Guest post by David King ~
Seed saving marks the beginning of our modern civilizations. Science can tell when grains like wheat and barley were domesticated because as soon as humans began to plant them for food, reserving some of the seed for next year’s planting, the seeds changed to make that job easier. Suddenly, grains begin to ripen all at once (rather than ripening over a longer period of time, which, minus human intervention, is a better evolutionary strategy). The food we eat today is genetically formed from that DNA.
Human civilization begins to blossom (sorry) from the domestication of grains, characterized by saving seeds. Until very recently, saving seeds year to year was a normal part of gardening. People are returning to seed saving these days. The taste and dependability of old fashioned seeds, heirlooms, has sparked a movement away from hybrids which have been bred more for shipping and mechanical picking. Genetically modified seeds (GMO – for “genetically modified organism”) caused a more people to question the direction of our modern food system, including the seeds.
Saving seeds from the plants you eat is not that difficult. Many plants self-pollinate. In beans, all legumes in fact, and tomatoes the flowers “self-pollinate.” In agricultural experiment stations, research shows they “always” self-pollinate; in your organic garden, it won’t be so perfect. Organic gardens have more insects because we don’t spray pesticidal poisons and with more insects you might have a few plants that bees have opened up the flowers and crossed them with other plants.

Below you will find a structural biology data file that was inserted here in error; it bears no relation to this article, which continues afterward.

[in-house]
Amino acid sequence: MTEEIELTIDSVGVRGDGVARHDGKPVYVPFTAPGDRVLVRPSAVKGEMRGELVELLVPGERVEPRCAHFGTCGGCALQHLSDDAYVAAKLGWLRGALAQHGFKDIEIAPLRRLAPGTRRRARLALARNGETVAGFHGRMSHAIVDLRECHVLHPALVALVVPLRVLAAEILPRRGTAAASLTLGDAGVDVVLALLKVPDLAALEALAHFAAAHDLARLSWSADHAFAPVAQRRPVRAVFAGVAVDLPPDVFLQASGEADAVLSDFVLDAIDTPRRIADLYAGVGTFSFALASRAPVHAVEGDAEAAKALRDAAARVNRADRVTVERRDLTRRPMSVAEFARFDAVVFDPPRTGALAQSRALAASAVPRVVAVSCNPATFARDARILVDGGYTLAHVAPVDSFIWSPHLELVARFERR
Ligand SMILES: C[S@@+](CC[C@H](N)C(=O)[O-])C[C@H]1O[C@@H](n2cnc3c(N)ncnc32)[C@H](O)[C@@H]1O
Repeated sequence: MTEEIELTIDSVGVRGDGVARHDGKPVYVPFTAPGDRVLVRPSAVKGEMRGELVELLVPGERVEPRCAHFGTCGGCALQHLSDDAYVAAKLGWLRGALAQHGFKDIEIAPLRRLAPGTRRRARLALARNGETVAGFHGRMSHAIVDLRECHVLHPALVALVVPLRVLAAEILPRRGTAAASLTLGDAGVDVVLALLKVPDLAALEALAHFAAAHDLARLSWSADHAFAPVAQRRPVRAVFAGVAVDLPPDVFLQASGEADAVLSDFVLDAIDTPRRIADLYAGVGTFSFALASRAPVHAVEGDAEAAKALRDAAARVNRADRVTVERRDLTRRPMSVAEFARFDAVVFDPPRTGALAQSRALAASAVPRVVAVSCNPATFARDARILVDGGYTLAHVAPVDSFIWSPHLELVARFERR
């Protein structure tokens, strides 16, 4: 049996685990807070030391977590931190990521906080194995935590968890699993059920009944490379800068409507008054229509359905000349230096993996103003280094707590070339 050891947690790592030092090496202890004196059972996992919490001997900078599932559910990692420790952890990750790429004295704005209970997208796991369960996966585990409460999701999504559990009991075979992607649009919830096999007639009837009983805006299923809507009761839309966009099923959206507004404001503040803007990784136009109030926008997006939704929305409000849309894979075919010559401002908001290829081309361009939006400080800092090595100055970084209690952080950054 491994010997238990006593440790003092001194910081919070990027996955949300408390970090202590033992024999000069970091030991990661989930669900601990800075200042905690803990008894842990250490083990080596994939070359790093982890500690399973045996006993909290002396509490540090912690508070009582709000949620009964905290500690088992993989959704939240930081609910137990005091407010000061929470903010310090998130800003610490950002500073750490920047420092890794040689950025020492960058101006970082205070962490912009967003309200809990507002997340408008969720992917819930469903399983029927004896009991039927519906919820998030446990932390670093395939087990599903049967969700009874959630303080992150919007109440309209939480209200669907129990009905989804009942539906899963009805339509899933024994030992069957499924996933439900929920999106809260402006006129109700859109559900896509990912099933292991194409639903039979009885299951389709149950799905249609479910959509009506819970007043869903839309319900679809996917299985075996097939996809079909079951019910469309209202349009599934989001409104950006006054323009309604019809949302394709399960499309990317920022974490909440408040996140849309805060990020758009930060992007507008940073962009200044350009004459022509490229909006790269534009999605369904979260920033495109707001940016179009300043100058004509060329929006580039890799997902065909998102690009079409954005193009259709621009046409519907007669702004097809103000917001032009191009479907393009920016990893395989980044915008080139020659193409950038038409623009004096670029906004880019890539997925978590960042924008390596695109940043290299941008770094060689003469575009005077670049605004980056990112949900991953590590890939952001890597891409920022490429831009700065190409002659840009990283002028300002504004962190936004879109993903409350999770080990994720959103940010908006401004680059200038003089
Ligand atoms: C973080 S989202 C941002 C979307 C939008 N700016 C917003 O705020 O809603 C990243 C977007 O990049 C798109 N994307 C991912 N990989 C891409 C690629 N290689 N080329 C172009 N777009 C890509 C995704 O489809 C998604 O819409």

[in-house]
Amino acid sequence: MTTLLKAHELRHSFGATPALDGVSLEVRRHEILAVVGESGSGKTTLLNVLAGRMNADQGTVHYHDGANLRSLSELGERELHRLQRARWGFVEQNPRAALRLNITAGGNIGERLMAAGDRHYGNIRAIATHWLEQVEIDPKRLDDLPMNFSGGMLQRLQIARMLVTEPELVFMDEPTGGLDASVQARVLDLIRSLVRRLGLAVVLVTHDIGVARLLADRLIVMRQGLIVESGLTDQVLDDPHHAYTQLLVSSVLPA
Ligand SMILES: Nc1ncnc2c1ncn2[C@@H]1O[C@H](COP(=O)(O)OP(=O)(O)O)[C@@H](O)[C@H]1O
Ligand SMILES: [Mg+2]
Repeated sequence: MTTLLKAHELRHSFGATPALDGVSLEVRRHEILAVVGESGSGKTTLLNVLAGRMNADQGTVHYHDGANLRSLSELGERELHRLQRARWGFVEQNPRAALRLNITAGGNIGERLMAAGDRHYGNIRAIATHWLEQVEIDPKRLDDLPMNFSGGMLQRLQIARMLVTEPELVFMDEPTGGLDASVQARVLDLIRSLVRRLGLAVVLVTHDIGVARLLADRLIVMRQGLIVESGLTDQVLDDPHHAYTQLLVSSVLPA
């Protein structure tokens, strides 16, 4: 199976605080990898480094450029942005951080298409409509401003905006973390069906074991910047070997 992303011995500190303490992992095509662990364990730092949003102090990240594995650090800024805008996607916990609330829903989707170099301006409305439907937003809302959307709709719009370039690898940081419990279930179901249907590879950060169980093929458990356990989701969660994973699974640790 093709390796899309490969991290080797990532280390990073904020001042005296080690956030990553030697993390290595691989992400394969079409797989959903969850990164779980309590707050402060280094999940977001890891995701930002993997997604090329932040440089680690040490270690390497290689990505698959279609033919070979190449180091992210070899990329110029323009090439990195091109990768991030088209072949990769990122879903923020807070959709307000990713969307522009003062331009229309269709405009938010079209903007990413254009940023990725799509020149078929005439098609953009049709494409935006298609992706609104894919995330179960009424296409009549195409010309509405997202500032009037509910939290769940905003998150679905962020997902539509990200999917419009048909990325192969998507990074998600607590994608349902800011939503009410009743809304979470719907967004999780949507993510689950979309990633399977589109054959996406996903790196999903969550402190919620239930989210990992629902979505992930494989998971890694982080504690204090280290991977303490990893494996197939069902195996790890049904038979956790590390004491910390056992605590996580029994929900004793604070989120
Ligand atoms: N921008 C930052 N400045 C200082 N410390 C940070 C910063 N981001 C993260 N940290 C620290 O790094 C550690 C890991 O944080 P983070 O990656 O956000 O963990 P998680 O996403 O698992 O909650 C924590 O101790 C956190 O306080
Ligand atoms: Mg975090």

Fortunately, we can observe the plants we grow next year and remove any that don’t look like their compatriots. Delightfully, the resulting plants should look alike and when they don’t, you can assume that the odd looking duck really is an odd duck and choose to remove it or simply not save seed from it. Other plants have will not thrive unless additional members of that variety are a part of the pollination process. To properly grow squashes, cucumbers and pumpkins to seed, we control the pollination by bees.
The different varieties must be kept separate – nothing like coming up with an Acorzini or a Zuchineck! We isolate varieties that might cross. This can be by distance; planting varieties far enough apart to prevent cross-pollination – hard to do in the average kitchen garden – or by time, planting one variety to bloom and produce early in the year and another later in the season if you have a long growing season. Wind pollinated plants like corn require larger populations that aren’t usually possible in the average garden.
More than a passing fad, seed saving offers a more satisfying, holistic gardening experience. Following the plants from seed to seed duplicates our ancestors and provides resources for more wildlife in our gardens. Many seed savers feel that their saved seeds are their best way to fight companies foisting unproven technology literally, down our throats.
A transplant to Southern California from the mid-west, David King writes and teaches on food gardening in Los Angeles. Focused on food justice issues, he is the founder and inaugural chair of the Seed Library of Los Angeles.
Dragon Tongue bean pod by TinyTall
Pumpkin seeds by Jim Trottier
Squash blossoms by Benjamen Chun